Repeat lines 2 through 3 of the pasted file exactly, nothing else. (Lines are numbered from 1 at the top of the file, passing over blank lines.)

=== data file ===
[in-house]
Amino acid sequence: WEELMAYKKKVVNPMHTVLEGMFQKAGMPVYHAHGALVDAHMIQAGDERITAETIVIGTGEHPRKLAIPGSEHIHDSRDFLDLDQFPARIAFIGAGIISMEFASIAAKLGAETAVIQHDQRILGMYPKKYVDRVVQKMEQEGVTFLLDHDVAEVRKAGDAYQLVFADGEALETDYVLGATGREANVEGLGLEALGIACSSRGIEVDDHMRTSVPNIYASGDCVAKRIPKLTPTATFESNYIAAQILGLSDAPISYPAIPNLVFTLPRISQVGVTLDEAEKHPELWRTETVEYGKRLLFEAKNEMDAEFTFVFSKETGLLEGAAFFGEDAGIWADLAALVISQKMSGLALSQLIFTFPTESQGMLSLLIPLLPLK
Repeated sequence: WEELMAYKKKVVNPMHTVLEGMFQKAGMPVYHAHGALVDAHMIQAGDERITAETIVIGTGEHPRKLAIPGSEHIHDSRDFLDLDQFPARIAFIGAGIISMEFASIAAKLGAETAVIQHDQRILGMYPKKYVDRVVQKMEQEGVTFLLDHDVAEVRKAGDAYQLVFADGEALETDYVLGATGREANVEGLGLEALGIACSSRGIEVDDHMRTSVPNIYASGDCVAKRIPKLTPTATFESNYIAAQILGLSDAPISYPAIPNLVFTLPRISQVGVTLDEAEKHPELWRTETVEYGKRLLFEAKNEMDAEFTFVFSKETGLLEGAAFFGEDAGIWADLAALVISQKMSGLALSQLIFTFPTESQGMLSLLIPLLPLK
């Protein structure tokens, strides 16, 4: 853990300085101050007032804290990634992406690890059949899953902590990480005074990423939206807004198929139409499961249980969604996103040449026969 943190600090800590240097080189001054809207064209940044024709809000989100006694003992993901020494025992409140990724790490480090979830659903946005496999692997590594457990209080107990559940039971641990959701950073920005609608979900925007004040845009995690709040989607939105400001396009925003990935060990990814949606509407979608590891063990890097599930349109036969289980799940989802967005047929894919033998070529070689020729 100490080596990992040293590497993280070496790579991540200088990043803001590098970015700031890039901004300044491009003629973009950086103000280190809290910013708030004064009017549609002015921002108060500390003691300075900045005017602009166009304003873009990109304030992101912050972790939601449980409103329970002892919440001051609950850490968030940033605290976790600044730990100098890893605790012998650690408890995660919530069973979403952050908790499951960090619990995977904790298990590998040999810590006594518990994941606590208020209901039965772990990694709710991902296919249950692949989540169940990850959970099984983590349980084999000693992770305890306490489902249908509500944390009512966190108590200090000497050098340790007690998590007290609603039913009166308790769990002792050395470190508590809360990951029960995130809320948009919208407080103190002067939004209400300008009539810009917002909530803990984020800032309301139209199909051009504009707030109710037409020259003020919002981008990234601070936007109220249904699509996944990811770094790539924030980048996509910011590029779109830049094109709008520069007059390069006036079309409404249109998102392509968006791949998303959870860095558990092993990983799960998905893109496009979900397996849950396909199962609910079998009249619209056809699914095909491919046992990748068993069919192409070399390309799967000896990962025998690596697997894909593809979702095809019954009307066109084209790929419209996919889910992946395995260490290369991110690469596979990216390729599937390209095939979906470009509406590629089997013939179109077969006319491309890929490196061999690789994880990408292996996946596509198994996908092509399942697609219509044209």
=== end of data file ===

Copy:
Amino acid sequence: WEELMAYKKKVVNPMHTVLEGMFQKAGMPVYHAHGALVDAHMIQAGDERITAETIVIGTGEHPRKLAIPGSEHIHDSRDFLDLDQFPARIAFIGAGIISMEFASIAAKLGAETAVIQHDQRILGMYPKKYVDRVVQKMEQEGVTFLLDHDVAEVRKAGDAYQLVFADGEALETDYVLGATGREANVEGLGLEALGIACSSRGIEVDDHMRTSVPNIYASGDCVAKRIPKLTPTATFESNYIAAQILGLSDAPISYPAIPNLVFTLPRISQVGVTLDEAEKHPELWRTETVEYGKRLLFEAKNEMDAEFTFVFSKETGLLEGAAFFGEDAGIWADLAALVISQKMSGLALSQLIFTFPTESQGMLSLLIPLLPLK
Repeated sequence: WEELMAYKKKVVNPMHTVLEGMFQKAGMPVYHAHGALVDAHMIQAGDERITAETIVIGTGEHPRKLAIPGSEHIHDSRDFLDLDQFPARIAFIGAGIISMEFASIAAKLGAETAVIQHDQRILGMYPKKYVDRVVQKMEQEGVTFLLDHDVAEVRKAGDAYQLVFADGEALETDYVLGATGREANVEGLGLEALGIACSSRGIEVDDHMRTSVPNIYASGDCVAKRIPKLTPTATFESNYIAAQILGLSDAPISYPAIPNLVFTLPRISQVGVTLDEAEKHPELWRTETVEYGKRLLFEAKNEMDAEFTFVFSKETGLLEGAAFFGEDAGIWADLAALVISQKMSGLALSQLIFTFPTESQGMLSLLIPLLPLK